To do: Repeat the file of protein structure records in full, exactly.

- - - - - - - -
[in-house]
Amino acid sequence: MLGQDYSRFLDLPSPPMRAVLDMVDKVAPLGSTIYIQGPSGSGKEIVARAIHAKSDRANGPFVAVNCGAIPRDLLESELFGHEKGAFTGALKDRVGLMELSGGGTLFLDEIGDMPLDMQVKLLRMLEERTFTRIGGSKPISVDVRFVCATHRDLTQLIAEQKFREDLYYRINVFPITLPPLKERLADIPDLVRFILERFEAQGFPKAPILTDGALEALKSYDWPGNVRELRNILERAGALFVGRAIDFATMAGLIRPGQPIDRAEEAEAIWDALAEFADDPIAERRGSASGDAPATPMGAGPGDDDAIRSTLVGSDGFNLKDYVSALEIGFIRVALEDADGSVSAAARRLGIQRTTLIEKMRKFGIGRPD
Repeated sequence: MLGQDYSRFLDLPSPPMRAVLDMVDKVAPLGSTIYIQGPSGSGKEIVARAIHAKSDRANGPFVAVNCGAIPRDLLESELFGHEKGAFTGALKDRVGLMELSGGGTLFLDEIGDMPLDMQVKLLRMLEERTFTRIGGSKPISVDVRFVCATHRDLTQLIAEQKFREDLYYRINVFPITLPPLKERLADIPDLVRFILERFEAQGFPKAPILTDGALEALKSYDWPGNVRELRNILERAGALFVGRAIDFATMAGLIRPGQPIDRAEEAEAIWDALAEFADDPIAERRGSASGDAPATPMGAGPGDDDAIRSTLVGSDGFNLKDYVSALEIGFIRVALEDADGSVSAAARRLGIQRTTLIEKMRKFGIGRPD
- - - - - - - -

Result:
[in-house]
Amino acid sequence: MLGQDYSRFLDLPSPPMRAVLDMVDKVAPLGSTIYIQGPSGSGKEIVARAIHAKSDRANGPFVAVNCGAIPRDLLESELFGHEKGAFTGALKDRVGLMELSGGGTLFLDEIGDMPLDMQVKLLRMLEERTFTRIGGSKPISVDVRFVCATHRDLTQLIAEQKFREDLYYRINVFPITLPPLKERLADIPDLVRFILERFEAQGFPKAPILTDGALEALKSYDWPGNVRELRNILERAGALFVGRAIDFATMAGLIRPGQPIDRAEEAEAIWDALAEFADDPIAERRGSASGDAPATPMGAGPGDDDAIRSTLVGSDGFNLKDYVSALEIGFIRVALEDADGSVSAAARRLGIQRTTLIEKMRKFGIGRPD
Repeated sequence: MLGQDYSRFLDLPSPPMRAVLDMVDKVAPLGSTIYIQGPSGSGKEIVARAIHAKSDRANGPFVAVNCGAIPRDLLESELFGHEKGAFTGALKDRVGLMELSGGGTLFLDEIGDMPLDMQVKLLRMLEERTFTRIGGSKPISVDVRFVCATHRDLTQLIAEQKFREDLYYRINVFPITLPPLKERLADIPDLVRFILERFEAQGFPKAPILTDGALEALKSYDWPGNVRELRNILERAGALFVGRAIDFATMAGLIRPGQPIDRAEEAEAIWDALAEFADDPIAERRGSASGDAPATPMGAGPGDDDAIRSTLVGSDGFNLKDYVSALEIGFIRVALEDADGSVSAAARRLGIQRTTLIEKMRKFGIGRPD